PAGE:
NORRIS: You know - so you have to focus on governance, but you also have raise a lot of money if you want to mount an effective campaign. Gabrielle Giffords, I know that you're part of your party's frontline program. You're in the top five in terms of fundraising. That's quite impressive for a freshman member of Congress. How have you been able to raise all the money and how do you balance that with your full time job?

GIFFORDS: We do a lot of grassroots events. In fact, we call them cactus- roots events because they come from the west. And on an average, for example, my last quarter, my average contribution was $238 and it came from 676 individuals. Ninety percent of those individual contributors actually came from my home state of Arizona. And, again, that's just for one quarter. So I do a lot of very local-type activities and try to balance that with my extraordinarily busy schedule.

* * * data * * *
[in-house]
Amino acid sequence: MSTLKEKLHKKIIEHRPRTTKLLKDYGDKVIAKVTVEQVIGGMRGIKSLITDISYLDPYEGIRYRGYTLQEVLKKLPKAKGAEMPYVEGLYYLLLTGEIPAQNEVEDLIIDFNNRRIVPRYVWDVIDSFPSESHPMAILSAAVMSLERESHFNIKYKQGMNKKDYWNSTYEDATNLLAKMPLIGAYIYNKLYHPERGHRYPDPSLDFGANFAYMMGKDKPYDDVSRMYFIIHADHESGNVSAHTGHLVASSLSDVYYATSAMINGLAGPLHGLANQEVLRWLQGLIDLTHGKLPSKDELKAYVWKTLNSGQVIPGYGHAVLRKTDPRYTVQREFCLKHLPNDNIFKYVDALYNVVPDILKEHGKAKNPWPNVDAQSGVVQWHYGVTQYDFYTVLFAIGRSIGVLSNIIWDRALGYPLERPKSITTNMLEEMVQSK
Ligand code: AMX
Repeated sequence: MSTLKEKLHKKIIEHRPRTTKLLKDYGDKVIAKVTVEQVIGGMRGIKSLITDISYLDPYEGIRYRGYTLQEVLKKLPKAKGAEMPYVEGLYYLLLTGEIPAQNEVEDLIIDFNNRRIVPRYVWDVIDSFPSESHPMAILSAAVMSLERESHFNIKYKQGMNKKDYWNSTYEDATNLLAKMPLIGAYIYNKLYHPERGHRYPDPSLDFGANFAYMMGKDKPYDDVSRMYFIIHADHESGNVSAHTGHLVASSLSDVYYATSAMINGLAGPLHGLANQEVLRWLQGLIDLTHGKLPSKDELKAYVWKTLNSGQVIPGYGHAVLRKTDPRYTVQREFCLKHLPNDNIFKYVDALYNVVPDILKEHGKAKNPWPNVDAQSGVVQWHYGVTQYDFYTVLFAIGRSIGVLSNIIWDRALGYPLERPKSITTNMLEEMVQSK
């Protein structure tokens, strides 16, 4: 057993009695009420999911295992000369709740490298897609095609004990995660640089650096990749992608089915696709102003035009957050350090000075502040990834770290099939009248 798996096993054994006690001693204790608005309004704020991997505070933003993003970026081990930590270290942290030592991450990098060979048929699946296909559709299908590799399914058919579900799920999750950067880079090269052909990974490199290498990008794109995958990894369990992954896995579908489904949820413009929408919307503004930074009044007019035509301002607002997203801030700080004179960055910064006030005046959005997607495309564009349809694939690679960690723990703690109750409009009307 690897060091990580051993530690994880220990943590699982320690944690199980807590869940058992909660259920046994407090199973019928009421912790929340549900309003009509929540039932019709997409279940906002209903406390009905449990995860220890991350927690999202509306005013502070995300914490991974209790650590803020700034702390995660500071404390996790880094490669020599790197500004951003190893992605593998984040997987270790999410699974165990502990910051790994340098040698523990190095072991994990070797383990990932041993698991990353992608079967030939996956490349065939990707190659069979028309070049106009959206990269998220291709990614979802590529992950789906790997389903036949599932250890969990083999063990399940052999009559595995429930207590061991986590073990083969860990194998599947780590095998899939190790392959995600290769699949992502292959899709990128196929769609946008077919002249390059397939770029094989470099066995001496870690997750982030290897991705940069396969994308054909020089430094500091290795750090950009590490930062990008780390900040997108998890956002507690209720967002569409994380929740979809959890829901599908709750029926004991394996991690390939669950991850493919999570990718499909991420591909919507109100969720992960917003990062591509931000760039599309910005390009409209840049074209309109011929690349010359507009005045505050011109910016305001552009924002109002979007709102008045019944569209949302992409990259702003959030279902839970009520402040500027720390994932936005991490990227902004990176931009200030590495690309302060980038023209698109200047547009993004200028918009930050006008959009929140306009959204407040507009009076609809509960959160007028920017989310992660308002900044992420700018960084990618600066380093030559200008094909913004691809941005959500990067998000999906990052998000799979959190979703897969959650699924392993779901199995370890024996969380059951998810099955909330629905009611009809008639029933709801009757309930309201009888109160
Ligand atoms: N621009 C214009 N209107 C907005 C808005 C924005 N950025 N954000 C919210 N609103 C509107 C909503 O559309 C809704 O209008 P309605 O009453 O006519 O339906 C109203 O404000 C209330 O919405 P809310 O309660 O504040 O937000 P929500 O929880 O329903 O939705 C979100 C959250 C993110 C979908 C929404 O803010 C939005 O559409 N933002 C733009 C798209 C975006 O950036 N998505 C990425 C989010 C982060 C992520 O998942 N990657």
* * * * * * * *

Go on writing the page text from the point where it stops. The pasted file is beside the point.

NORRIS: Hard to do that, though, if you always have to pass that?

GIFFORDS: When you don't sleep a lot. That's an effective way.

NORRIS: Congressman Roskam, you may be facing a bit of deja vu in your reelection. It looks like you may be facing another female, Iraq veteran. What do you think about that prospect?

ROSKAM: Well, I've seen it before. And, you know, in the course of the campaign in the 2006 race, we put together, I think, a very dynamic grassroots campaign and then there was a lot of national attention as well. A lot of other folks came in and decided that they wanted to play a role. Ultimately, I was able to characterize my opponent as someone who was being largely supported by people outside of the district, and the district ultimately made the decision and trust me with their voice in Congress.

NORRIS: Hmm. Most important lesson that each of you took from your last election?